As the old adage goes, “if it ain’t broke, don’t fix it.”, and it’s this teaching that Travellers Tales are following in their latest game, Lego Indiana Jones: The Original Adventures.
‘Building’ on the success of the Lego Star Wars games, Lego Indiana Jones: The Original Adventures lets the player work their way through the first three films, earning studs and finding “artifacts” in a similar way to the canisters from the Lego Star Wars titles.
Lego Indiana Jones also features a wealth of playable characters from all three films, including all the major heroes and villians, and Jock. Instead of each character having their own special unique ability like in the Lego Star Wars titles, you can now change the ability your character possesses by picking up various objects. Pick up a shovel, for example, and you can dig up hidden treasure. Pick up a wrench, and you can fix broken machinery, and a book enables you to decipher hieroglyphics. This often means that you’ll find yourself backtracking to find that shovel you dropped earlier in favour of the book.
As well as a character’s abilities, some characters have phobia’s, which hinder them around the things they’re scared of. Indy’s famous phobia of snakes means that if approached by one, he will be reduced to a whimpering wreck until they either move on, or are destroyed.
The game also focuses more on the adventuring aspect of things, what with Indiana Jones being an adventurer and all, so there are less all out brawls and more puzzles to solve. Travellers Tales have also tightened up the way you solve the puzzles, especially if you’re playing through by yourself. You can now change to play as the other character wherever they are in the room, and so you’re never left waiting for the computer to do the other half of the puzzle, you can do it yourself by simply pressing Y and switching to control them. This helps to give the single player some extra depth.
In between missions, you’re treated to a cutscene continuing the story, with some of the added Lego humour. At the end of the first mission, for example, one of the bad guys demands the idol you just found, so Indy tries to stall by pulling out a rubber duck, and then the head of C-3PO, which results in the bad guy doing his best impression of the droid, whirring and all, before he hands over the idol. There are hundreds of little easter eggs like this hidden throughout the game that add to the experience, and spotting them all would take years.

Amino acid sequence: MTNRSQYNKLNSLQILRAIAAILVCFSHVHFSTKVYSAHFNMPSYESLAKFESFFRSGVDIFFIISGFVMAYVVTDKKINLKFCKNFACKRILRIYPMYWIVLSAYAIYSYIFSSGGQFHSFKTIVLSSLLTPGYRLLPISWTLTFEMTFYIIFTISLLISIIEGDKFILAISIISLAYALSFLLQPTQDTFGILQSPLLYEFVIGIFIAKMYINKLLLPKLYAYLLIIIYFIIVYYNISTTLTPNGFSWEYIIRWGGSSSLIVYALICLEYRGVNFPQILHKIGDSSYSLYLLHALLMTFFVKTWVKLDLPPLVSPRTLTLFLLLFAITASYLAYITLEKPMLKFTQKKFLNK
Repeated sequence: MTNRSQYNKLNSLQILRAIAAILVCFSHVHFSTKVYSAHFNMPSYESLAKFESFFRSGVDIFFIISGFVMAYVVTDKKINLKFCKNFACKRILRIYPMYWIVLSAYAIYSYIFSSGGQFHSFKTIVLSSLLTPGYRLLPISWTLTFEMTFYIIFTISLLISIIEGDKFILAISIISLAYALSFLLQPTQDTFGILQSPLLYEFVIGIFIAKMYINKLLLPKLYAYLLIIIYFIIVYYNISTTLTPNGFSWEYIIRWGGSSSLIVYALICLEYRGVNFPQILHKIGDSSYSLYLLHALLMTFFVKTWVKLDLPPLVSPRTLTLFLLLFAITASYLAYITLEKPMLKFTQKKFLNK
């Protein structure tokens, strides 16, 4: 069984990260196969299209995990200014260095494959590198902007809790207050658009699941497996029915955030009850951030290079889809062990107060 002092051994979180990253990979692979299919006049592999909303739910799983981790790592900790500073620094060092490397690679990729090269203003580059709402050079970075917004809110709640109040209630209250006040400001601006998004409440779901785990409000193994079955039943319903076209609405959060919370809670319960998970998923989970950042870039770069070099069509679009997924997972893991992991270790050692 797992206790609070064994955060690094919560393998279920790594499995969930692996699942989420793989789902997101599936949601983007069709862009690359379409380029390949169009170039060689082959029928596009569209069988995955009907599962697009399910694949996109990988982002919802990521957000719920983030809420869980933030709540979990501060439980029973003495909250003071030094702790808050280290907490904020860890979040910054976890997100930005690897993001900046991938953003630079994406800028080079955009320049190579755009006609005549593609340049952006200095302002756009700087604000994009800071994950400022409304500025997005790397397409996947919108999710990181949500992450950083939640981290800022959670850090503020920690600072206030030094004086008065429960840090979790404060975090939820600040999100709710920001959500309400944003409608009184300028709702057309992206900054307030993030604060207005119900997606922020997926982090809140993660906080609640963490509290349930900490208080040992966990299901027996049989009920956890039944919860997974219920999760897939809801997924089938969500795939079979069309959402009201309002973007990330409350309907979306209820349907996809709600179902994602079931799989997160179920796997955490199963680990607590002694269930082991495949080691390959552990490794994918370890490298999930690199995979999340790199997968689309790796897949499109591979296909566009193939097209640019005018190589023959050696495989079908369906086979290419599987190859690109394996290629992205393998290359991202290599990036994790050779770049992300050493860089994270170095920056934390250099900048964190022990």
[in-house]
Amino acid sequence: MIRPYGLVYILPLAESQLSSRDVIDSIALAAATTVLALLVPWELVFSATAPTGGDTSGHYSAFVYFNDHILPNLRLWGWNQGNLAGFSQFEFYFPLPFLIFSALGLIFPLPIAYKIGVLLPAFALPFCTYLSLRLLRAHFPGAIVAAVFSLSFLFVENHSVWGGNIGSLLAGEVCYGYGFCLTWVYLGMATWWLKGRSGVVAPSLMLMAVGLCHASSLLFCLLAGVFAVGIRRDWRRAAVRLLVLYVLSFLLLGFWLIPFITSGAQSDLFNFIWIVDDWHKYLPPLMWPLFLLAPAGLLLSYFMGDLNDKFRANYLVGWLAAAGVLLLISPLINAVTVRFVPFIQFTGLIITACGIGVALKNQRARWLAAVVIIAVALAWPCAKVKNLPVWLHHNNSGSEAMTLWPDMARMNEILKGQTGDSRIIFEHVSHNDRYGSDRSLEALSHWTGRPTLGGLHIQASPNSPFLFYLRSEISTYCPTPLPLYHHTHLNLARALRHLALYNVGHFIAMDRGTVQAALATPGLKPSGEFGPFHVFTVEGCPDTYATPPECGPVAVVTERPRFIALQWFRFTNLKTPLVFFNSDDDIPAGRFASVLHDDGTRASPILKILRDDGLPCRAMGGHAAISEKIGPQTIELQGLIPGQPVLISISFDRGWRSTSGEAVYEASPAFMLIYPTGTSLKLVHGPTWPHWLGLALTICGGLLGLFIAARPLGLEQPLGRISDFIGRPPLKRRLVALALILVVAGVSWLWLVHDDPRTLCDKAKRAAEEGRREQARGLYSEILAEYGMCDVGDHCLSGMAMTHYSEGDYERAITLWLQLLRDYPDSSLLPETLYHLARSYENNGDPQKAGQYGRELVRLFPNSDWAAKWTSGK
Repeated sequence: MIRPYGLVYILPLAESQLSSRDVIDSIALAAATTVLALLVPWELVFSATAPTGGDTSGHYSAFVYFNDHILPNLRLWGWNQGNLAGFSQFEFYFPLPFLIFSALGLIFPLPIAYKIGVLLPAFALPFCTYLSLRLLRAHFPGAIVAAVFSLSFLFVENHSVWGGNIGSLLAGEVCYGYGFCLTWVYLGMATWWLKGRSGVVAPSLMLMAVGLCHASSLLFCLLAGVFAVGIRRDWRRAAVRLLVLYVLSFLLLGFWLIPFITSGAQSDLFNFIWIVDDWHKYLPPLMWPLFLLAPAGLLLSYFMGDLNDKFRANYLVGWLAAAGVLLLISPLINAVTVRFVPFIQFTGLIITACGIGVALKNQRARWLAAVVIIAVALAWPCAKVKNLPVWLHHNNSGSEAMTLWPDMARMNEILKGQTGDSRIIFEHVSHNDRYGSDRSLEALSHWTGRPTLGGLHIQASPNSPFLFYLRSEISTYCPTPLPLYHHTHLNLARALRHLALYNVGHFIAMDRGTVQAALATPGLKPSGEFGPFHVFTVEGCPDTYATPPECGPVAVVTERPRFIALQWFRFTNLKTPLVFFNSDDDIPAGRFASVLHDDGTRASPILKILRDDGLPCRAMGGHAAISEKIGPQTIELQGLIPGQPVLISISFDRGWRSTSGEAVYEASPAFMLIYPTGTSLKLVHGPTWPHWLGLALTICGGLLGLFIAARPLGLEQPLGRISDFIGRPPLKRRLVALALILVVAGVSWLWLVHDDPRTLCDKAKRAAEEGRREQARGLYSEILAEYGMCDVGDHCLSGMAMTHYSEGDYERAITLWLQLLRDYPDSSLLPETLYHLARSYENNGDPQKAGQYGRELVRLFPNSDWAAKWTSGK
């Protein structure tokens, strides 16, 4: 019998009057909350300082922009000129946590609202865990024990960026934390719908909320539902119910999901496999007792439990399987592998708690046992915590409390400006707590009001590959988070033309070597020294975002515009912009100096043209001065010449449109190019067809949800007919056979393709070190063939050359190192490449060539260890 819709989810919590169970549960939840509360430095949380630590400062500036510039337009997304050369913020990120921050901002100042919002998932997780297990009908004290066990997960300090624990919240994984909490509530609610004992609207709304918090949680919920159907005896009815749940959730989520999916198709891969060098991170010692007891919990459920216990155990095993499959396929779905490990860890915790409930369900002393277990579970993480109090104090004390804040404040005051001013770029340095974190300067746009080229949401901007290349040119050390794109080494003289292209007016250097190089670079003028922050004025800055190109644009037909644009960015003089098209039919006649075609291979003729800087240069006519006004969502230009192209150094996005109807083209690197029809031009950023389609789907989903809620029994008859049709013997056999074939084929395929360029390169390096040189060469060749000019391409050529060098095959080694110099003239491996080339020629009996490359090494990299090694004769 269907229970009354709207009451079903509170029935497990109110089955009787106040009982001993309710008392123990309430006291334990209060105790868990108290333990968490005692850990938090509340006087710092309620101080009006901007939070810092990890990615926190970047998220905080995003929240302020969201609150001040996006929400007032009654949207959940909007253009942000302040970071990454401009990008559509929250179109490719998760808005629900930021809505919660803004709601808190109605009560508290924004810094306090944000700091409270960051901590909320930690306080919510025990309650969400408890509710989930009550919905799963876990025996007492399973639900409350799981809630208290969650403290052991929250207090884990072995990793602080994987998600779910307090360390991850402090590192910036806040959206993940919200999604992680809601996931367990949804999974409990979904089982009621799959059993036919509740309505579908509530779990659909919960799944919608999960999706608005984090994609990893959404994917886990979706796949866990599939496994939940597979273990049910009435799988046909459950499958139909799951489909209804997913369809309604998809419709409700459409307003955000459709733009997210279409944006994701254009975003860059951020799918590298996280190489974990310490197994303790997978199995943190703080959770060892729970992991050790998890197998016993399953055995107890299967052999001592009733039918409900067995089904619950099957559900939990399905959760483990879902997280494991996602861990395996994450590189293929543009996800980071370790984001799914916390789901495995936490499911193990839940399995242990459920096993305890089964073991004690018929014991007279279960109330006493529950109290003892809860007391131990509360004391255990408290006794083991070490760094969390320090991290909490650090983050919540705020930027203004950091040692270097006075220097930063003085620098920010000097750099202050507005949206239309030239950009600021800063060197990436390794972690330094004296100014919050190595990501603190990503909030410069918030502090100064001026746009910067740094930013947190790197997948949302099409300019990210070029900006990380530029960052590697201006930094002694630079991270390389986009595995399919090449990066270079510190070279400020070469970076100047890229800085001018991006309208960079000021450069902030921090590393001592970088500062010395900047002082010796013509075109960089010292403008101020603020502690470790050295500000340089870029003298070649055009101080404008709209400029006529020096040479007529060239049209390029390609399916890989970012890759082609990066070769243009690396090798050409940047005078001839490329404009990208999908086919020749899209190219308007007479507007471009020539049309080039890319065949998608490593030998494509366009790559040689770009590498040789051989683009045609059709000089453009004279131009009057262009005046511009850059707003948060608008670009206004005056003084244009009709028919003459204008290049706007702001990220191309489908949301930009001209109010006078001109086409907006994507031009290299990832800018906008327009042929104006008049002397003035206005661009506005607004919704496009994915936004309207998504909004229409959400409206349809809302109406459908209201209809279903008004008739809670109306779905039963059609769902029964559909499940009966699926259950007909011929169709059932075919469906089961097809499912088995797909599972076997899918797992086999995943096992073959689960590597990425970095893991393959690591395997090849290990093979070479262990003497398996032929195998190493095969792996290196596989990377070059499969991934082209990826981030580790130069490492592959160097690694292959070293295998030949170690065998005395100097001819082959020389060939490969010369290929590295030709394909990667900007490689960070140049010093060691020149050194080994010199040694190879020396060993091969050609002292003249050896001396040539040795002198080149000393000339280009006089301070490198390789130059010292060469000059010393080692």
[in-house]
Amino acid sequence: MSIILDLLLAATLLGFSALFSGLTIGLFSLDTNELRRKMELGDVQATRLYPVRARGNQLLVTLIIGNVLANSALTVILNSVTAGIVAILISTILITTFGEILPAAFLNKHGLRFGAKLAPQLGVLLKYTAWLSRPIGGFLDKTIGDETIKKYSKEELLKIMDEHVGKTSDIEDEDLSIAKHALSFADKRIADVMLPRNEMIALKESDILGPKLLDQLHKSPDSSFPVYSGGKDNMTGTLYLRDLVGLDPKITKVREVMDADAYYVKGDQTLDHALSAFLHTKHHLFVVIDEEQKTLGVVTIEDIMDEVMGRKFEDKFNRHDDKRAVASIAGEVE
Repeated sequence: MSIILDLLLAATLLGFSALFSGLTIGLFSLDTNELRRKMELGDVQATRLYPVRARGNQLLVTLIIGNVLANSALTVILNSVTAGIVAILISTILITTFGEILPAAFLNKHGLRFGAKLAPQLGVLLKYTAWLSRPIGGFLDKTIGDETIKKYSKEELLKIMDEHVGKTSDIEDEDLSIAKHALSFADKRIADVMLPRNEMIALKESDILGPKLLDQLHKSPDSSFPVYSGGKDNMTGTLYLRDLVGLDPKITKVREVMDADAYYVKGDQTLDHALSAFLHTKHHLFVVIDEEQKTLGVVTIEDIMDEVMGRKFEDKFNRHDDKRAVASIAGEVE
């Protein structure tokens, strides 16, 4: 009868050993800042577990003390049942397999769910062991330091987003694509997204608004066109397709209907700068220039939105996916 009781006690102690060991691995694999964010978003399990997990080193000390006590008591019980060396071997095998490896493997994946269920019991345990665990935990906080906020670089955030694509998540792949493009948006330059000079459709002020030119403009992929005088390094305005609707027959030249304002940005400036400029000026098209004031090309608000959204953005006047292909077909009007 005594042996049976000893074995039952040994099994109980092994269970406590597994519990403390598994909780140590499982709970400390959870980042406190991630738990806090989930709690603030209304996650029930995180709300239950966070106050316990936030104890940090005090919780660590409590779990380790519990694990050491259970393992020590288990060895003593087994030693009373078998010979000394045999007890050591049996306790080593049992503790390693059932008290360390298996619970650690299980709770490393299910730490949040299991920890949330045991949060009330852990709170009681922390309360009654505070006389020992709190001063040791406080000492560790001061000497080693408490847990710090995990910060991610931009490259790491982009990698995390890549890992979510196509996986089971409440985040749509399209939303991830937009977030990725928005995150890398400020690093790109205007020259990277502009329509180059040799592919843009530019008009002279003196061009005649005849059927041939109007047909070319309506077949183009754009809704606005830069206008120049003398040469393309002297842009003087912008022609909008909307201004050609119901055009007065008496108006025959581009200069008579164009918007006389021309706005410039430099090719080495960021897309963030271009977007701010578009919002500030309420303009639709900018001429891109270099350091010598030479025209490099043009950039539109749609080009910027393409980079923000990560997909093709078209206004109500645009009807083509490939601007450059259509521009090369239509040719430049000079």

Thankfully, there are no vehicle levels in the game, which means that the memorable moments such as the truck chase from Raiders of the Lost Ark is merged into a thoroughly enjoyable platforming section. It would have been nice to have more control over your truck, but after the previous vehicle levels from Lego Star Wars, I think they did the right thing.
As well as the vehicle levels, there are a few other things that are missing if we’re comparing to Lego Star Wars. The super story, for example, where you had to play through all 6 levels of the film in less than an hour, is nowhere to be seen. An equivalent to the bounty hunter missions is nonexistent, and there’s a distinct lack of online co-op.
Even with a lot of things missing, there’s still plenty to do though, there are loads of characters to buy, and while they may not be as memorable as the characters from Star Wars, completionists will still find it relatively time-consuming. Collecting all the pieces of the artifacts will take a while, and will require you to play through the levels again in the “free-play” mode, where you can change character at will to solve the different puzzles dotted around the level.
You can also unlock extra “cheats” by finding and posting letters that are hidden in each level, each level has a letter, and each letter corresponds to a different cheat. These range from the usual Invincibility and Treasure multipliers to the bizarre, such as the disguises, which gives every character in the game a fake nose, glasses and a mustache.
To round off, as a game in itself, Lego Indiana Jones: The Original Adventures is a fantastic game, even for people who haven’t seen the movies. There’s enough there to warrant you spending your hard-earned money on it, and there’s plenty of things that add to the replay value. It’s only when compared to Traveller’s Tales’ previous Lego titles when it begins to look sparse, but if you look past that, you can’t go wrong.